Every year I do a recap of the US Supreme Court's decisions in criminal cases over the past term. This is the one for 2013-2014. You can find these by typing "supreme court review," followed by the year of the term, in the search box on the right. The list below gives the decision (with a link to the opinion), and a brief summary of the case. If I've done posts on oral argument or the decision itself, there will be links to those as well.
Since the Cleveland police discovered that they had 3,000 untested rape kits lying around their property rooms and belatedly sent them off to BCI, we've had a rash of "cold case" rape prosecutions. There have been innumerable people indicted on the 7,305th day -- 20 years -- since they allegedly committed the crime. In several cases, the State didn't have a name for the defendant, just a DNA profile, so they indicted the profile as "John Doe."
There are a number of legal issues that crop up in these cases: pre-indictment delay, Crawford... And a big problem is sentencing: most of the cold cases are from 1993 and 1994, which was two major sentencing reforms ago. People are scrambling to find out what the sentence for a particular crime was back in 1993.
I think that the relevant question is what the sentence for the offense is now.
For the first time in a month, we have several reversals in the 8th District.
One of them was an affirmance.
And yes, I know that doesn't make any sense.
Much of the talk about the Supreme Court's 2013 term continues to center around the Hobby Lobby decision, in which the five of the Court's male justices, all Catholics, decided that corporations have souls which might face eternal damnation if forced to allow their health insurance companies to provide certain contraception coverage to women, at no cost to the company. On the other hand, my many California readers can take comfort in the fact that the Court might soon redress the Golden State's citizens' inability to get goose liver; in Association des Éleveurs de Canards et d'Oies du Québec v. Harris, the plaintiffs are asking the court to address the state law which bans importation of foie gras because of the manner in which it is produced.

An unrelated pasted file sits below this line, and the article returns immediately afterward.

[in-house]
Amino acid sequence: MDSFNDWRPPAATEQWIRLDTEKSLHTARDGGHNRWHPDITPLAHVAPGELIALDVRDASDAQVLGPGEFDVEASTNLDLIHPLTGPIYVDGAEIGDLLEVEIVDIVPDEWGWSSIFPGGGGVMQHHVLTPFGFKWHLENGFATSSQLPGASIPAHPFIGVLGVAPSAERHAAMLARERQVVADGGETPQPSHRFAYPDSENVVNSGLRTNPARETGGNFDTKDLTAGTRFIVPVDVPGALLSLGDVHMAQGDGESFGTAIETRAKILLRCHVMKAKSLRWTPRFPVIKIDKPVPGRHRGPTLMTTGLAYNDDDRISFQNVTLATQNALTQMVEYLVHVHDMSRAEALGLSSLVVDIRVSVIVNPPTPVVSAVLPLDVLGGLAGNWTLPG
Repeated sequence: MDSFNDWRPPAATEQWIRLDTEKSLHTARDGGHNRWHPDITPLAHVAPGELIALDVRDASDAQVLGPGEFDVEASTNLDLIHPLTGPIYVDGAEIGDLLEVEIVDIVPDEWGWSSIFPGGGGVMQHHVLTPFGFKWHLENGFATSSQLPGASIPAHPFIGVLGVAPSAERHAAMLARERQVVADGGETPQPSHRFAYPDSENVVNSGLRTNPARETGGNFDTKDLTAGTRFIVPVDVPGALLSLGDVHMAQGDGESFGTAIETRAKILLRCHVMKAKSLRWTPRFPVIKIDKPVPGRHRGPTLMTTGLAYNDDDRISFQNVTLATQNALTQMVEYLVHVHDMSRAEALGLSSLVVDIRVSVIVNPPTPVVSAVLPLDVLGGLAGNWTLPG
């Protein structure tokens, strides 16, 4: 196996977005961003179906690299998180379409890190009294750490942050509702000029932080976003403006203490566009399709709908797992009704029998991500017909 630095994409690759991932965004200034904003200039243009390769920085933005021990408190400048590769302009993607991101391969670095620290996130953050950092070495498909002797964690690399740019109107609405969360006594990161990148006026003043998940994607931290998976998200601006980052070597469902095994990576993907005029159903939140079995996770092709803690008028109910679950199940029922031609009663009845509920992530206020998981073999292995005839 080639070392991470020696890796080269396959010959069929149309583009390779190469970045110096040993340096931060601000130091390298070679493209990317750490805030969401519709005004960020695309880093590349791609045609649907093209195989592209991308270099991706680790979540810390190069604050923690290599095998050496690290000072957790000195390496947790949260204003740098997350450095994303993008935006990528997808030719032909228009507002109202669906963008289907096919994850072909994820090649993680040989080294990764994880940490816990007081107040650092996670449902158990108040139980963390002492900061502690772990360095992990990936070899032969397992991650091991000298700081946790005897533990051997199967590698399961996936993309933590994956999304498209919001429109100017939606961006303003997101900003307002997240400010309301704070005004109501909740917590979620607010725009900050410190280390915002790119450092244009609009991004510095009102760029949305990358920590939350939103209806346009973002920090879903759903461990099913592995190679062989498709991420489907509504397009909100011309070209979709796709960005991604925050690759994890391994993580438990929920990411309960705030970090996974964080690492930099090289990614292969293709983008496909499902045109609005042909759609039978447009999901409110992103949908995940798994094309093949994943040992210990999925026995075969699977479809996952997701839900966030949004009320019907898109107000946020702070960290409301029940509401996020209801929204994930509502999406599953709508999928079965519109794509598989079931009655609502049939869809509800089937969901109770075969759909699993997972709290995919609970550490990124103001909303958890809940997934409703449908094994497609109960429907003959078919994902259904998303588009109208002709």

On Thursday, I'll do my annual Supreme Court recap of the past term. No force-feeding involved.
Today's Helpful Hint. If you're a sex offender who's reading this, keep in mind that if you become destitute, you're legally required to tell the Sheriff that your address has been changed to the homeless shelter, and they'll come out and check to make sure.
The State wins a search case last week, and State v. Moore provides our Moment of Eeeeewww: the judge has to choose whether to believe cops' story that as they patted down Moore, bags of heroin fell out of his pants legs, or Moore's story that they retrieved the bags from his anal cavity. <Your joke here.> Since this happened on an Interstate after a traffic stop, I'm figuring that either the cops are telling the truth, of passersby had an unusually bad ride to work in the morning.